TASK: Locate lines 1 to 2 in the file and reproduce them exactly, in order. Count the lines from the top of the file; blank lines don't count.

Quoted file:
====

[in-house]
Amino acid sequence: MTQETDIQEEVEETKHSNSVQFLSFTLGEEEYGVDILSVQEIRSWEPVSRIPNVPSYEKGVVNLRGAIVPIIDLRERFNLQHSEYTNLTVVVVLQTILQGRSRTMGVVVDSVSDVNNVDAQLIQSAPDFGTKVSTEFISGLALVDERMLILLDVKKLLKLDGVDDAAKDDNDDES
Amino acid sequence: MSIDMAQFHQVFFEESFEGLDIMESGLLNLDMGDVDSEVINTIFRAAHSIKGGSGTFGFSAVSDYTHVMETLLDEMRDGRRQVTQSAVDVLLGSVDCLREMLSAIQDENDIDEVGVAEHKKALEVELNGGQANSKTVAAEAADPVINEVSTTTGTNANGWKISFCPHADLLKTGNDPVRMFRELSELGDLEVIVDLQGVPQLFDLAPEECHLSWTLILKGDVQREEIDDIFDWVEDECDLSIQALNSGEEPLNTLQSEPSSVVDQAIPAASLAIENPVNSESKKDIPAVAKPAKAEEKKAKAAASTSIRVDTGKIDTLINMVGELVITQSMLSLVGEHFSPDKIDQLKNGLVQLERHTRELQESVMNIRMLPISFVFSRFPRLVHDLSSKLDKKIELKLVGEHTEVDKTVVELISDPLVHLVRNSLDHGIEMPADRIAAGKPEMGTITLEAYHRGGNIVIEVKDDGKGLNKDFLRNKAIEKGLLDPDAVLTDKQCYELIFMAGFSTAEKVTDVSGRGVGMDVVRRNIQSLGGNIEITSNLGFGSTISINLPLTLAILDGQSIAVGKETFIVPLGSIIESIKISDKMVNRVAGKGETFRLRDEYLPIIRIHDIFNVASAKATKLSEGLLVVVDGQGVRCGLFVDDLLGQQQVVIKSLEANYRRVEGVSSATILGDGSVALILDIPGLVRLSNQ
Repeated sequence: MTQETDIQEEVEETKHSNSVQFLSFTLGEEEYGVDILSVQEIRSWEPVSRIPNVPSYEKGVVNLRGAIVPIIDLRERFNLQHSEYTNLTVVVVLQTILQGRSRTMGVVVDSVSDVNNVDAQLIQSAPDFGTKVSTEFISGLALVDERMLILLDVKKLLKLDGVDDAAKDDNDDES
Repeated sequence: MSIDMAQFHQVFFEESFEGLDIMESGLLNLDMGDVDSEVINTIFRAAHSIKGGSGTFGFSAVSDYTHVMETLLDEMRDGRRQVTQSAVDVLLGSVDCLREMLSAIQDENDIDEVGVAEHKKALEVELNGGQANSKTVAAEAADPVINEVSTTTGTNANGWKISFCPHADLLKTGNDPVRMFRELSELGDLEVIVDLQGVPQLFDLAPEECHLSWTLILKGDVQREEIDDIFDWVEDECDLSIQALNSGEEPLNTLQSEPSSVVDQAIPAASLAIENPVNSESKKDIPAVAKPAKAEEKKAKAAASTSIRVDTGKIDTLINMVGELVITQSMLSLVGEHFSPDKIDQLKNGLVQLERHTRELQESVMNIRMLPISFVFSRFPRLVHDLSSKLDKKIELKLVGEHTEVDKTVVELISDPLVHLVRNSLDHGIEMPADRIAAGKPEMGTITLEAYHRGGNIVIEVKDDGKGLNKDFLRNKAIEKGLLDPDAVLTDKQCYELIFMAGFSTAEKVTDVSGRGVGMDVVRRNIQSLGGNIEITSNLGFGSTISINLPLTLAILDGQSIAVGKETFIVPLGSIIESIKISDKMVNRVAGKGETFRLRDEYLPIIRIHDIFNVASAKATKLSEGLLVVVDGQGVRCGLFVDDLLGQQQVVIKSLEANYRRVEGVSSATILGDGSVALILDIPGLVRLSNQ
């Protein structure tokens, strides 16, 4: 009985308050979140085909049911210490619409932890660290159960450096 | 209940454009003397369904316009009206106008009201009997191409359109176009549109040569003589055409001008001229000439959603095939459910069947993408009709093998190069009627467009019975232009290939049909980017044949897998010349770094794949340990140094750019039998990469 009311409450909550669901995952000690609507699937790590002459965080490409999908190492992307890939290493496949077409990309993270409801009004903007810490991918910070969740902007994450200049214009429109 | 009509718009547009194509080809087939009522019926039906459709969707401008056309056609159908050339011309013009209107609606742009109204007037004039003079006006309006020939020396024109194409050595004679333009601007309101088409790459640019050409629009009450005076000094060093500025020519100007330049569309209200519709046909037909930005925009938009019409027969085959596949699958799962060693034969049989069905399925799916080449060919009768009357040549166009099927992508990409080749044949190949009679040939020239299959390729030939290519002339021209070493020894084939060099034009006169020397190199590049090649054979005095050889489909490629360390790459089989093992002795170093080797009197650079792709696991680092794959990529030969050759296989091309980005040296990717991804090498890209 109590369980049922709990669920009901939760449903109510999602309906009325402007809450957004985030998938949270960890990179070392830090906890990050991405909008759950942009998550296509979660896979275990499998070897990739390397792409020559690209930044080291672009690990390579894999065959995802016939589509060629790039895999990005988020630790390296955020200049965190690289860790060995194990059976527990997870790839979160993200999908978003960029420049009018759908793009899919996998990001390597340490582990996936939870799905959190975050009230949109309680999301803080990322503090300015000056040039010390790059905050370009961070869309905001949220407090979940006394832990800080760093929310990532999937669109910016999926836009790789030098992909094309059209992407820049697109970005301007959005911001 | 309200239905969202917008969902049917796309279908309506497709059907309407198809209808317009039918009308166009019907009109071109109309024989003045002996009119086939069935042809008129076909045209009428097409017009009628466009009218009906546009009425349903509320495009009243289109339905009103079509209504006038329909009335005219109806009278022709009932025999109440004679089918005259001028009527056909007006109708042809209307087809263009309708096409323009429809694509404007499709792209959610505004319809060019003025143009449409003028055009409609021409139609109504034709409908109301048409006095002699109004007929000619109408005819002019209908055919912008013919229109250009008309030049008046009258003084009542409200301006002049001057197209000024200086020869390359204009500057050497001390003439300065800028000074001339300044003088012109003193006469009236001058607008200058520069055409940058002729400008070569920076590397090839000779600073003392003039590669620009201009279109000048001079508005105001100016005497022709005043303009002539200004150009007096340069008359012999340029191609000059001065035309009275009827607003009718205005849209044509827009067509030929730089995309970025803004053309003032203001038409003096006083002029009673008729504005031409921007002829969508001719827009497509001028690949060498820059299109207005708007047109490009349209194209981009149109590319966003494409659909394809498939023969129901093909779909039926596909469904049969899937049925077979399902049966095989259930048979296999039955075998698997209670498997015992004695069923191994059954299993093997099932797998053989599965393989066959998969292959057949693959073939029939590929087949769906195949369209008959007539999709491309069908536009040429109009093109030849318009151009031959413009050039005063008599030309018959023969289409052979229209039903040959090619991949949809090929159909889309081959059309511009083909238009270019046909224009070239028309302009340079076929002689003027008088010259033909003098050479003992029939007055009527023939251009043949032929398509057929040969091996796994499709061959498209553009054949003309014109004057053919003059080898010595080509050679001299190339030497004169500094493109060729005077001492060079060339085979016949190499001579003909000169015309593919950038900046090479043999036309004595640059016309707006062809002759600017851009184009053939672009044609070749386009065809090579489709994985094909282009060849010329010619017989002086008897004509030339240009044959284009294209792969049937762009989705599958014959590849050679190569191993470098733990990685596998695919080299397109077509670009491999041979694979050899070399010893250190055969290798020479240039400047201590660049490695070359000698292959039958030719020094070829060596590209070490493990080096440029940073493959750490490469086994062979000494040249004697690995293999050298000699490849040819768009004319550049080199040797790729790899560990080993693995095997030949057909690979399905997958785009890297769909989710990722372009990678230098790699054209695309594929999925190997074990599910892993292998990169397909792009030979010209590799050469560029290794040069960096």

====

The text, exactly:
[in-house]
Amino acid sequence: MTQETDIQEEVEETKHSNSVQFLSFTLGEEEYGVDILSVQEIRSWEPVSRIPNVPSYEKGVVNLRGAIVPIIDLRERFNLQHSEYTNLTVVVVLQTILQGRSRTMGVVVDSVSDVNNVDAQLIQSAPDFGTKVSTEFISGLALVDERMLILLDVKKLLKLDGVDDAAKDDNDDES